It was an outstanding pro-private school tuition scholarship piece. In short, your strongest statement was private schools have: Less physical conflicts, less abuse and disrespect of teachers, apathy, etc.: Why shouldn’t poor families have greater access to this?
You would better serve the public good if you shed your bias and shades of visceral anti-private schools and over-the-top teacher union mentality and look at everything ground up (starting with students) instead of top down (teachers as member of a union perspective).
Your conspiracy theory about crushing public schools and public school teachers is balderdash. There were more legislators (25 or 26) who voted for both the tax increase and the tuition assistance bills which is a majority (60%) of the support of both bills. Whether it be pursuing and imprisoning child sex offenders, tuition assistance, or swimming pools, there is a lot of things we can do for kids besides public education, especially when pro-public education is measured only by what is done for or to teachers. Your quick reaction to the suicide certification requirements shows you see everything like a union steward reacts (a matter of collective bargaining) rather than serving the interest of children.
Maybe the private schools should stop spending so much on sports programs and pay their teachers with that. I watched Wednesday morning on the news out of Rapid City when the St Thomas More Girls team was getting ready to go to the state tournament. The bus they had was about as nice as some professional sports teams. I don’t know, maybe those buses are cheaper than regular school buses, but I doubt it.
Fred Deutsch will probably go after public schools again next year with a goofy transgender bathroom bill, so that’s another feather you can put in your cap, Troy, to convince students to transfer from public schools to private schools, thus depriving public schools state aid to education funding which helps in your goal of damaging state-supported K-12 institutions. Why do you think it’s ok to help and simultaneously inflict harm on institutions that serve the broadest demographic of South Dakota youth, Troy?
*Why do you think …*
Private schools should never be allowed to compete in any state sanctioned event ever. These schools are nothing but poachers of perfect students. STM is the equivalent of an STD to the public school system.
There, am I clear as to how much I dislike private schools hanging from the public tit?
You shouldnt get to play on both sides of the money fence.
Dakota’s private schools are part and parcel of wingnut strategy to privatize gubmint functions,regardless of the constitution.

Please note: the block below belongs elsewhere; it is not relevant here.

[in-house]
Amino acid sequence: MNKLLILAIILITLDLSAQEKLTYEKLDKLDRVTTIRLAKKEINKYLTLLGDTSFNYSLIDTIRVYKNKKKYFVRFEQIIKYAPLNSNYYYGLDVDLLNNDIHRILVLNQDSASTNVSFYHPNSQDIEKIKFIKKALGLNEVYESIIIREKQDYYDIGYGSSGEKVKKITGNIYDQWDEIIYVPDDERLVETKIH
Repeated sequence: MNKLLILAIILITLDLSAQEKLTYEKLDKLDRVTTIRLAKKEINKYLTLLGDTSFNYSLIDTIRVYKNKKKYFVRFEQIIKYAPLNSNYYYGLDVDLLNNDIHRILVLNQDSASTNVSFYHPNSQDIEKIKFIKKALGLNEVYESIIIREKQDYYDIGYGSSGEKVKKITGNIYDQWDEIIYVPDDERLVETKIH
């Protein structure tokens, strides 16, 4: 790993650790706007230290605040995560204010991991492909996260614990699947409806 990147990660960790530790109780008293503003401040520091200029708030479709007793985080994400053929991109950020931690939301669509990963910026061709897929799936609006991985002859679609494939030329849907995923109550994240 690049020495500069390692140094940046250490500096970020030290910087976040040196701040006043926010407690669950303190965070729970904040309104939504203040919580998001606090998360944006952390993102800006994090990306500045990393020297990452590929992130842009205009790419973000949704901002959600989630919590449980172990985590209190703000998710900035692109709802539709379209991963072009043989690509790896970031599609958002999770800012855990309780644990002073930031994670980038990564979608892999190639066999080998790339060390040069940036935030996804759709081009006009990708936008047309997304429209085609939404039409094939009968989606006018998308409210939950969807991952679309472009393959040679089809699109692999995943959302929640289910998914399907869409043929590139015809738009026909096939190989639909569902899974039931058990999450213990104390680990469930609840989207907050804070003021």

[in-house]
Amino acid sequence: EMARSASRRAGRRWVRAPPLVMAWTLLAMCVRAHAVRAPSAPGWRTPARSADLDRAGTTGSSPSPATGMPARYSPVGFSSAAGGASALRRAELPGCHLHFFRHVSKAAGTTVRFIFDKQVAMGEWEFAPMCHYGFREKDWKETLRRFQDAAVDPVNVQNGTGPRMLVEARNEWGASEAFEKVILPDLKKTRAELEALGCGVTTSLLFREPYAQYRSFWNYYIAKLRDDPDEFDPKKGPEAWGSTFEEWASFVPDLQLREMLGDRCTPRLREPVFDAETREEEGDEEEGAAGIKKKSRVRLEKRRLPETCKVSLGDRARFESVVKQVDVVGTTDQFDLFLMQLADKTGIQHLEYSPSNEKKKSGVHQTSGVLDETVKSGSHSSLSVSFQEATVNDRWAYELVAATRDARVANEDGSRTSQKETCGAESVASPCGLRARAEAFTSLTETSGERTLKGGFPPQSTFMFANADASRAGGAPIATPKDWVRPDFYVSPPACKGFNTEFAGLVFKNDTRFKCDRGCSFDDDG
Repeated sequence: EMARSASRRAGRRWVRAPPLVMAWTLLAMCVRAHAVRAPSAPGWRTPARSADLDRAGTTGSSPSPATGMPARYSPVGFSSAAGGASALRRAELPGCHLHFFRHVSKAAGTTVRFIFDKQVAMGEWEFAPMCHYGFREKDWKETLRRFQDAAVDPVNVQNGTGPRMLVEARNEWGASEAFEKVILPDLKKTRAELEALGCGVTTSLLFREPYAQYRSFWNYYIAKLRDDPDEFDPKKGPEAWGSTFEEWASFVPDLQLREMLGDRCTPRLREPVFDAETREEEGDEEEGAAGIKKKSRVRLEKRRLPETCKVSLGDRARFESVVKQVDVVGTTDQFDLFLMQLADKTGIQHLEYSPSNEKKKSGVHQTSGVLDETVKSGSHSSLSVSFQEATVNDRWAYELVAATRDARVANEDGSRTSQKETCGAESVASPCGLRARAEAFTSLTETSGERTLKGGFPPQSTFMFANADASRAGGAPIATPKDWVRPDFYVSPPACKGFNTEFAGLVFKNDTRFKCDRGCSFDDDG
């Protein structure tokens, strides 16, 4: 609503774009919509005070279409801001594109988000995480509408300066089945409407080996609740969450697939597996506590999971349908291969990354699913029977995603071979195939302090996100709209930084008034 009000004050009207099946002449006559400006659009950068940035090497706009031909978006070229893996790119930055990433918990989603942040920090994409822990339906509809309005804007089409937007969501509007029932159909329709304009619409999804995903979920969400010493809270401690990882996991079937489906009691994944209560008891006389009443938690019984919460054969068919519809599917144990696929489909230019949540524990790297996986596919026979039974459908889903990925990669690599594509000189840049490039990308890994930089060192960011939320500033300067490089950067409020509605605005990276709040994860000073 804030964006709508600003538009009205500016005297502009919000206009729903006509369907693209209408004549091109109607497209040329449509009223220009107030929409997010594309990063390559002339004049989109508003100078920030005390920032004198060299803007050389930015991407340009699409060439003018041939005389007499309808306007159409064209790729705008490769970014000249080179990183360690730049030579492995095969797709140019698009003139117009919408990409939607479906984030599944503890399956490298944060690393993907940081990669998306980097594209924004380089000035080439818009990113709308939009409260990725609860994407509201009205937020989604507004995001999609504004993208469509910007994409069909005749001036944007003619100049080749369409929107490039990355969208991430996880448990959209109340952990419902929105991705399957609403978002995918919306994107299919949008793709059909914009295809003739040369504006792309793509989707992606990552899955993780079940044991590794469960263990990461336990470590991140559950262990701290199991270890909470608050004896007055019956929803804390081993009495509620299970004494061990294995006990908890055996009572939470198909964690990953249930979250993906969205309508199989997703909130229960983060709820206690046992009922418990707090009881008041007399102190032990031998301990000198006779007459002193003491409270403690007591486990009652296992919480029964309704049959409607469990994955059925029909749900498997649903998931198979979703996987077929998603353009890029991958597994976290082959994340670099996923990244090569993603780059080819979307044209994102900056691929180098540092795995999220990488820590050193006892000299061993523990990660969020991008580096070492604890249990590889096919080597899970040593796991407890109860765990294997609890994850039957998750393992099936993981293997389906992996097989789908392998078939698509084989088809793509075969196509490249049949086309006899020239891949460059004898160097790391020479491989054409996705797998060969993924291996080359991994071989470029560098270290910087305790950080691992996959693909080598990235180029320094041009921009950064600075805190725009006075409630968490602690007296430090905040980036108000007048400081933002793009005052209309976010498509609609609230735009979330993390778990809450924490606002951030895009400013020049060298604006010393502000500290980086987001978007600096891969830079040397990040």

Troy: “private schools have: Less physical conflicts, less abuse and disrespect of teachers, apathy, etc.:”
There you go again Troy – ignoring the root cause of differences between public and private schools. Your private schools don’t have to take any and all students… just the ones who can pay the tuition or those that are lucky enough to earn a scholarship. That means you are much less likely to get as many poor kids. Much less likely to get kids with behavior issues. Much less likely to get kids with developmental disorders, kids that have moved to five different cities in the past three years, kids which have previously been expelled from another school, elementary age students who go home to a single parent or those who spent the prior weekend in a shelter.
It is intellectually dishonest to try and suggest private schools are somehow better at educating students or better at handling behavioral issues when we all know the real reason isn’t because of how they teach… it is because of WHO they are teaching. If you let the Sioux Falls school district run around and cherry pick students from the various schools and put them in one “special” school you would have the same result.
I said none of what you assert (better) but those attributes are “better.” I just used the information Cory provided and used it selectively as he did to make a point.
Can I have my insurance company fund (and by “fund” I mean be reimbursed by the state) sending ALL the kids who struggle (academically and behaviorally) in public schools to private schools? Will that change which system is seen as more “effective” then?
Do the private schools have to take ANY and ALL the newly scholarships children who apply? Is there a welcome-all policy in private schools (if the check clears)?
Cory, that MN tax credit for private schools I was talking about the other day. I want to clarify, MN gives a tax credit to 30% of a private school’s tuition only, not all of the tuition.
I don’t know what Troy is talking about but I went to a private Catholic school for one year in Rapid City, and trust me, they had the same bullying problems as public schools. Maybe even worse. The wealthier kids know that they have it better than the poorer kids and they let you know.
If you have a big Catholic last name that has donated big through the years there is favoritism and the nuns look the other way when the rich boy is the biggest bully of all.